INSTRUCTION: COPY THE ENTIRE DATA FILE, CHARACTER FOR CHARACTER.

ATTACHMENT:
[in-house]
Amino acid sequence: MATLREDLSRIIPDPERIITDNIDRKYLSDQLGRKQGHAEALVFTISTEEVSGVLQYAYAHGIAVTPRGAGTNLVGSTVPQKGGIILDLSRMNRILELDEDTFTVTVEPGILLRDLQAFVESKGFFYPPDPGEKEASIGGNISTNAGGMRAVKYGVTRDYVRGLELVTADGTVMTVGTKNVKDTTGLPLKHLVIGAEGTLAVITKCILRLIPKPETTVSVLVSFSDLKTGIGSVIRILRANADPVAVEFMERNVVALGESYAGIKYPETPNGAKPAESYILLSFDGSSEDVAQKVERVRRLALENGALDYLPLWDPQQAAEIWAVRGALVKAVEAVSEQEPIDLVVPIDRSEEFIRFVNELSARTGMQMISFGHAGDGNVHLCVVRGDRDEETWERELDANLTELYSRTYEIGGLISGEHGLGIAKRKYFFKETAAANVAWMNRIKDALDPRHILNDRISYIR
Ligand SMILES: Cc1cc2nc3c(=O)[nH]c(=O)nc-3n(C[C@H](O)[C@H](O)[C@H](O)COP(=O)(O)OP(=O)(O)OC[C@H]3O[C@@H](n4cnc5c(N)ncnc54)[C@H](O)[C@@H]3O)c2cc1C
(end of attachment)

[in-house]
Amino acid sequence: MATLREDLSRIIPDPERIITDNIDRKYLSDQLGRKQGHAEALVFTISTEEVSGVLQYAYAHGIAVTPRGAGTNLVGSTVPQKGGIILDLSRMNRILELDEDTFTVTVEPGILLRDLQAFVESKGFFYPPDPGEKEASIGGNISTNAGGMRAVKYGVTRDYVRGLELVTADGTVMTVGTKNVKDTTGLPLKHLVIGAEGTLAVITKCILRLIPKPETTVSVLVSFSDLKTGIGSVIRILRANADPVAVEFMERNVVALGESYAGIKYPETPNGAKPAESYILLSFDGSSEDVAQKVERVRRLALENGALDYLPLWDPQQAAEIWAVRGALVKAVEAVSEQEPIDLVVPIDRSEEFIRFVNELSARTGMQMISFGHAGDGNVHLCVVRGDRDEETWERELDANLTELYSRTYEIGGLISGEHGLGIAKRKYFFKETAAANVAWMNRIKDALDPRHILNDRISYIR
Ligand SMILES: Cc1cc2nc3c(=O)[nH]c(=O)nc-3n(C[C@H](O)[C@H](O)[C@H](O)COP(=O)(O)OP(=O)(O)OC[C@H]3O[C@@H](n4cnc5c(N)ncnc54)[C@H](O)[C@@H]3O)c2cc1C